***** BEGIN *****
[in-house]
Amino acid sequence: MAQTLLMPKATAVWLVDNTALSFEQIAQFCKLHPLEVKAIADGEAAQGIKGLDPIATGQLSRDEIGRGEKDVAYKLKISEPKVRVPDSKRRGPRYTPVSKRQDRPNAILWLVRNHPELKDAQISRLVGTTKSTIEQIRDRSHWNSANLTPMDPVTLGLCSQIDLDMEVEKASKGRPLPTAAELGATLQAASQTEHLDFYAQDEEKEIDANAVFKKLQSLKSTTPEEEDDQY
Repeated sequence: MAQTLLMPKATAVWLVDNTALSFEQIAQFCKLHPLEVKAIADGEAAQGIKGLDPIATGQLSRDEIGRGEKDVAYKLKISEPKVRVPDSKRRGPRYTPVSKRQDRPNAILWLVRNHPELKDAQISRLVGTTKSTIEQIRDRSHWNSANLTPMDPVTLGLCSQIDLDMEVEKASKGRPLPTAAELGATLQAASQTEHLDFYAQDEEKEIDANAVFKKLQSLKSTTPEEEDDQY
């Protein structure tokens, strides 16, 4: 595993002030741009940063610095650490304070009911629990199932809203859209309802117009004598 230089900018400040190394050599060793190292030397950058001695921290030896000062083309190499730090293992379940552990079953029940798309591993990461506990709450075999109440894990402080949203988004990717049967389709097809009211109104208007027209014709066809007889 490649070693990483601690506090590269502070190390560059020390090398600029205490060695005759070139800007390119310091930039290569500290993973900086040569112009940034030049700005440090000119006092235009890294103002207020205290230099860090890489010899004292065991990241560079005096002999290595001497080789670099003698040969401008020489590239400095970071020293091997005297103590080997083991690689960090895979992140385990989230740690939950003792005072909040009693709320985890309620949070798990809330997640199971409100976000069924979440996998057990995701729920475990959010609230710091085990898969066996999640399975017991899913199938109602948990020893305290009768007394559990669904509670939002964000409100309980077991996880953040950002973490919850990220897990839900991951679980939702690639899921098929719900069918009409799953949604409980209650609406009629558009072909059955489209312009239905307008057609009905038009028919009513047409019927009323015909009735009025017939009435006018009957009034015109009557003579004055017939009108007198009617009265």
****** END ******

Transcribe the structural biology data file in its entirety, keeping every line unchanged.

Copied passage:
[in-house]
Amino acid sequence: MAQTLLMPKATAVWLVDNTALSFEQIAQFCKLHPLEVKAIADGEAAQGIKGLDPIATGQLSRDEIGRGEKDVAYKLKISEPKVRVPDSKRRGPRYTPVSKRQDRPNAILWLVRNHPELKDAQISRLVGTTKSTIEQIRDRSHWNSANLTPMDPVTLGLCSQIDLDMEVEKASKGRPLPTAAELGATLQAASQTEHLDFYAQDEEKEIDANAVFKKLQSLKSTTPEEEDDQY
Repeated sequence: MAQTLLMPKATAVWLVDNTALSFEQIAQFCKLHPLEVKAIADGEAAQGIKGLDPIATGQLSRDEIGRGEKDVAYKLKISEPKVRVPDSKRRGPRYTPVSKRQDRPNAILWLVRNHPELKDAQISRLVGTTKSTIEQIRDRSHWNSANLTPMDPVTLGLCSQIDLDMEVEKASKGRPLPTAAELGATLQAASQTEHLDFYAQDEEKEIDANAVFKKLQSLKSTTPEEEDDQY
């Protein structure tokens, strides 16, 4: 595993002030741009940063610095650490304070009911629990199932809203859209309802117009004598 230089900018400040190394050599060793190292030397950058001695921290030896000062083309190499730090293992379940552990079953029940798309591993990461506990709450075999109440894990402080949203988004990717049967389709097809009211109104208007027209014709066809007889 490649070693990483601690506090590269502070190390560059020390090398600029205490060695005759070139800007390119310091930039290569500290993973900086040569112009940034030049700005440090000119006092235009890294103002207020205290230099860090890489010899004292065991990241560079005096002999290595001497080789670099003698040969401008020489590239400095970071020293091997005297103590080997083991690689960090895979992140385990989230740690939950003792005072909040009693709320985890309620949070798990809330997640199971409100976000069924979440996998057990995701729920475990959010609230710091085990898969066996999640399975017991899913199938109602948990020893305290009768007394559990669904509670939002964000409100309980077991996880953040950002973490919850990220897990839900991951679980939702690639899921098929719900069918009409799953949604409980209650609406009629558009072909059955489209312009239905307008057609009905038009028919009513047409019927009323015909009735009025017939009435006018009957009034015109009557003579004055017939009108007198009617009265």